The extraction of oil from onshore and offshore oil wells come with components of natural gas in them. Nations either use the gas at source or transport it elsewhere.
But when neither of these is possible, the gas is flared as a waste product, a practice that has been condemned by environmental activists in the country, especially because pledges made to end the practice has hardly been fulfilled.
Were the gas harnessed, it could have been to feed the national grid and used to generate power and electricity, which around 80 million Nigerians do not have access to, according to the World Bank.
Yet, without revamped power infrastructure, friendly regulation, gas-to-power investment that could help address Nigeria’s power challenges remains a far reach, experts say.
As an alternative, the government, in 2016, commissioned the Nigerian Gas Flare Commercialization Programme with the mandate to eliminate gas flaring and possibly boost the economic potential of gas by 2020.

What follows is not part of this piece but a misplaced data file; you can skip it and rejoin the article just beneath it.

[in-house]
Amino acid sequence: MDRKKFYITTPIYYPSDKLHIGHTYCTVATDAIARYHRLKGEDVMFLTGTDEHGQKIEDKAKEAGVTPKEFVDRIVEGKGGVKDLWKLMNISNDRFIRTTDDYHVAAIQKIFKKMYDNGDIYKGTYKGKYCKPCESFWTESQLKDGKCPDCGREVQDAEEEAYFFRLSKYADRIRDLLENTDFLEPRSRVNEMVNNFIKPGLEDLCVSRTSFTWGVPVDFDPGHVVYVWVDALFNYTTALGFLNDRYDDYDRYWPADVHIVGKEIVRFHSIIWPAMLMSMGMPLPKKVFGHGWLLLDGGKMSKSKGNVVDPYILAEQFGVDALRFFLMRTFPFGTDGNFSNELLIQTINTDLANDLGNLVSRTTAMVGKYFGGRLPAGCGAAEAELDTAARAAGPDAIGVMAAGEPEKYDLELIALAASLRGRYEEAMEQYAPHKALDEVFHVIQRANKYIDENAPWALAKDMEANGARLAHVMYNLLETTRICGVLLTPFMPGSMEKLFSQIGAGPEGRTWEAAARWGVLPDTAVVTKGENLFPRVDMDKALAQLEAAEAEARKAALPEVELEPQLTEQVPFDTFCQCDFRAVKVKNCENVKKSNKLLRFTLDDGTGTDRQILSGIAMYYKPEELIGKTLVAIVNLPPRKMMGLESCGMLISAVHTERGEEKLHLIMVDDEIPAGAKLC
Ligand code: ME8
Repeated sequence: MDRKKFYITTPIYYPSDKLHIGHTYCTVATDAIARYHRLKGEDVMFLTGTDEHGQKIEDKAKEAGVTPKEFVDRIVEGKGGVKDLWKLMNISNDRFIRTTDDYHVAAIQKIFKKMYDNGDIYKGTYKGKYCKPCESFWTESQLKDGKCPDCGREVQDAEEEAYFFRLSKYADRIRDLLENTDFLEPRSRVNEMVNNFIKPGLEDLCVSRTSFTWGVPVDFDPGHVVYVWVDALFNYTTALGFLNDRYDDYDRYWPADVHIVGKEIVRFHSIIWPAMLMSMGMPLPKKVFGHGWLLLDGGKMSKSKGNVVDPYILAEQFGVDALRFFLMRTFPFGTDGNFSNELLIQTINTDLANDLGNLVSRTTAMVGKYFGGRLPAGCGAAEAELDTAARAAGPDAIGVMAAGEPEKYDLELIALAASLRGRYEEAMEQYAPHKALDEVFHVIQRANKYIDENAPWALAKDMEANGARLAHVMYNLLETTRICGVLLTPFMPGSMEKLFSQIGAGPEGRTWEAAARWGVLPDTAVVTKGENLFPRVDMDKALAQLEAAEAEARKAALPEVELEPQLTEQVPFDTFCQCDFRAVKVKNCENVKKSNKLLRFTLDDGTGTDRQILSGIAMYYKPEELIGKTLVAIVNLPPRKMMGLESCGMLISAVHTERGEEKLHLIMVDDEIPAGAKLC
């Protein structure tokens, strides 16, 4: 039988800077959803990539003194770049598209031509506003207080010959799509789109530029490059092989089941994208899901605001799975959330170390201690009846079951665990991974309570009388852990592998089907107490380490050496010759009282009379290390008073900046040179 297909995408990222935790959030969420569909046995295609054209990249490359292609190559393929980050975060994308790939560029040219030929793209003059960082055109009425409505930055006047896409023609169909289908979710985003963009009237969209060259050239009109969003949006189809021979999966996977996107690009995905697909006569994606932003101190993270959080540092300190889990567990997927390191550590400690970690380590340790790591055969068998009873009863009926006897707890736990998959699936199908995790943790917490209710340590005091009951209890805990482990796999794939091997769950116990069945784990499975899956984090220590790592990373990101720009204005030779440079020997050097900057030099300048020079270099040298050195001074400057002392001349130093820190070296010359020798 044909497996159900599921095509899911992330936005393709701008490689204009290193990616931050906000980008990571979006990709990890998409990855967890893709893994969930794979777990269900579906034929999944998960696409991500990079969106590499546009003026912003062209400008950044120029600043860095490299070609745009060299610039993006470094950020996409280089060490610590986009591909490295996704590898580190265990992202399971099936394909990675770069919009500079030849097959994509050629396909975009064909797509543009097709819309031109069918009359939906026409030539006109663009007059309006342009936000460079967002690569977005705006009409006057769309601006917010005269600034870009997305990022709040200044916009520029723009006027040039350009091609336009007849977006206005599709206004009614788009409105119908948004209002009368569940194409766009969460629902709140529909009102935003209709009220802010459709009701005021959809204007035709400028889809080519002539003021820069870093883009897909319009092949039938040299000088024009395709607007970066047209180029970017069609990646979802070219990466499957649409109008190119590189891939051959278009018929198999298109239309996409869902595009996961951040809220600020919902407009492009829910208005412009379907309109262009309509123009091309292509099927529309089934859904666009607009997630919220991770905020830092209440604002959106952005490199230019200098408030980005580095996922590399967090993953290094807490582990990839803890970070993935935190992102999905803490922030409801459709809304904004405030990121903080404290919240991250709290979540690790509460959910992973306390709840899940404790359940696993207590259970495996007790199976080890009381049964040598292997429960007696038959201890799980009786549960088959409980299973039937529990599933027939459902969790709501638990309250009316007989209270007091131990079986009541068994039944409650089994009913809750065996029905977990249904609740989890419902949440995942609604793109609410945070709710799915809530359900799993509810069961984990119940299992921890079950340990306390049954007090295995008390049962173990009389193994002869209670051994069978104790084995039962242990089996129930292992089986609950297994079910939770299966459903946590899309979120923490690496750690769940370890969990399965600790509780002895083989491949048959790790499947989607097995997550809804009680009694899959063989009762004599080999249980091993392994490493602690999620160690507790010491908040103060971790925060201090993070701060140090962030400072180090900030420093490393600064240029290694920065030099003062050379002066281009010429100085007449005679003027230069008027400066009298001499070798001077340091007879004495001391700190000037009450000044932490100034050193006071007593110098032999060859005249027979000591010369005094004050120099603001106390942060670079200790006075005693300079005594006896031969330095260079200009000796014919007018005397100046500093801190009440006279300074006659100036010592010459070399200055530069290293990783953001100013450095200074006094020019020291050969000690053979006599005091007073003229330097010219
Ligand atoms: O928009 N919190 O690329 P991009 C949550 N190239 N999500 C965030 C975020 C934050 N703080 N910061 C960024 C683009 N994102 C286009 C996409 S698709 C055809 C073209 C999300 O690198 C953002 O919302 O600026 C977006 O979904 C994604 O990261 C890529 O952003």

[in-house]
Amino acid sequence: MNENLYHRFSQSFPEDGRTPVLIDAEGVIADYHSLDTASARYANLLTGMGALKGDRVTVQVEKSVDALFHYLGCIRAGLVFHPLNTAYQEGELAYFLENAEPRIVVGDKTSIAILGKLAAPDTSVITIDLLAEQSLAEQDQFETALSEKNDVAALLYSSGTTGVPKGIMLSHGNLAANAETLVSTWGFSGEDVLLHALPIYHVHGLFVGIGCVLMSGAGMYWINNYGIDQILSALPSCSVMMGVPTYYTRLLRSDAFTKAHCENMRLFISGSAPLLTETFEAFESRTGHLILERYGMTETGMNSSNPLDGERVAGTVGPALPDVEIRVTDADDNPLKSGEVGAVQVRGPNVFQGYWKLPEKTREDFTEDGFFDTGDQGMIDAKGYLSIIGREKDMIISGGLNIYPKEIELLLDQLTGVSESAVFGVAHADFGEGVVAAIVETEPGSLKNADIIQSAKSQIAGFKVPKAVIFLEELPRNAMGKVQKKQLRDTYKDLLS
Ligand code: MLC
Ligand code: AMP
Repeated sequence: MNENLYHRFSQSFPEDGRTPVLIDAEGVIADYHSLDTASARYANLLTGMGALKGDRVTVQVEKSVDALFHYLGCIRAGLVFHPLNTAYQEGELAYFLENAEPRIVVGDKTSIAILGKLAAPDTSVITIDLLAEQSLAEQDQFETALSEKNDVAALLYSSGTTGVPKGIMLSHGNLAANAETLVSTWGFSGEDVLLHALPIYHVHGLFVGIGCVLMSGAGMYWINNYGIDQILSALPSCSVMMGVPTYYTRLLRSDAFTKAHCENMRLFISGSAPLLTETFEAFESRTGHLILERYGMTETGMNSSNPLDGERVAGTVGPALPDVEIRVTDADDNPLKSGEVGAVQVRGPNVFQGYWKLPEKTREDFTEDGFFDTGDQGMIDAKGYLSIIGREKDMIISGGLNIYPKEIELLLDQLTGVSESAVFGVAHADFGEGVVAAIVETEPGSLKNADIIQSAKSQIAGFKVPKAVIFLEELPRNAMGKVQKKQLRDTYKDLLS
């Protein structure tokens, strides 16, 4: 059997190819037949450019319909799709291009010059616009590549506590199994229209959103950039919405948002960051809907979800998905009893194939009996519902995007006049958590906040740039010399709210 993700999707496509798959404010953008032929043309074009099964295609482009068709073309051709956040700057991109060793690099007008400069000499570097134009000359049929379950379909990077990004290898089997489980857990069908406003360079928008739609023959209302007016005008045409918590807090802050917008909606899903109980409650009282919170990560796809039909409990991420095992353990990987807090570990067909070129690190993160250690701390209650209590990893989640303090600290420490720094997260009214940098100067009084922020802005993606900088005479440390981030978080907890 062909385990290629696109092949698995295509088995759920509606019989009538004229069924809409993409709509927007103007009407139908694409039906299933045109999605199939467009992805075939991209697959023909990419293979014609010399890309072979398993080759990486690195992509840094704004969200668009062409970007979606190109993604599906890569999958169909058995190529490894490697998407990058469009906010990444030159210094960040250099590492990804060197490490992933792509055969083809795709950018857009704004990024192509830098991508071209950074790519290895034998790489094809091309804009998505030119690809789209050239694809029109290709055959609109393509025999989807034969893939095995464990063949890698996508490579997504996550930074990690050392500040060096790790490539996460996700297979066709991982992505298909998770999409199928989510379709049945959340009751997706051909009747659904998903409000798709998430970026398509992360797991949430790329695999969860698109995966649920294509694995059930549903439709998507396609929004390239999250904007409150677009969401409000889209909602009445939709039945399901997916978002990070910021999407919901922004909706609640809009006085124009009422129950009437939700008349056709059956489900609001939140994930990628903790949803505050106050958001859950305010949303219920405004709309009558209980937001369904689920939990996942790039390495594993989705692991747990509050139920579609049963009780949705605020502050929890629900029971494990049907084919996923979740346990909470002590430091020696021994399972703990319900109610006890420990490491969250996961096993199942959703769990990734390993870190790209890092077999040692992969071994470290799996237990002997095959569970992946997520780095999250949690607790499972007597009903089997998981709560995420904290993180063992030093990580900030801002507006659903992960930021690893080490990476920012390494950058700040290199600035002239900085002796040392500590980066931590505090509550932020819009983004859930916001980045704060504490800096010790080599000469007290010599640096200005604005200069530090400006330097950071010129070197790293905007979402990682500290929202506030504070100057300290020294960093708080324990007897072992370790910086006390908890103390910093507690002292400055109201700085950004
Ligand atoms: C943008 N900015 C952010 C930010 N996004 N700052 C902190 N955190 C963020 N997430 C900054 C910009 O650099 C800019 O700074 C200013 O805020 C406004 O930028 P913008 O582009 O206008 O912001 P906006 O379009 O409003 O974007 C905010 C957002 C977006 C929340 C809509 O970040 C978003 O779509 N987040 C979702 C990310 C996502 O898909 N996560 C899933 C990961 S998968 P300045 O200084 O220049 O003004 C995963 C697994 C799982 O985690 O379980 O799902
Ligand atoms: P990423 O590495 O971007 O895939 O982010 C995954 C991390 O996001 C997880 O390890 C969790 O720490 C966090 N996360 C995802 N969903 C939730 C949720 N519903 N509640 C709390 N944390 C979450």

The progress on the programme has been largely sluggish and the government has repeatedly shifted the date to end the practice in the country.
Nigeria first targeted to end gas flaring by 1979, and the move decades ago proved potent as the country has been able to more than halve it since 2001.
The move to extinguish all flares by 1979 (under the Associated Gas Re-injection Act of 1979) could not be met though, and 1984, when it became illegal, was set. When the new date failed, 2004 became the next target and then the Nigeria Gas Master plan of 2008.
By 2016, the federal government again extended the deadline to end gas flaring to 2020. Another challenge greeted the country and the world over: novel coronavirus.
Earlier this year, state petroleum minister Timipre Sylva said that the government is now committed to eliminating gas flaring by 2025.
The country, he said, has “actually reduced gas flaring significantly to a very minimal level of eight per cent. If you all recall, last year the ministry of petroleum started what we call the National Gas Expansion Programme and we declared 2020 as the year of gas.
“At the beginning of this year, we declared 2021, the beginning of the gas decade. We believe that with all the programmes we have in place, we are on course to achieve complete elimination of gas flaring by 2025.”
Meanwhile, as a signatory to the World Bank’s Global Gas Flare Reduction Partnership, Nigeria also has the mandate to extinguish all flares by 2030.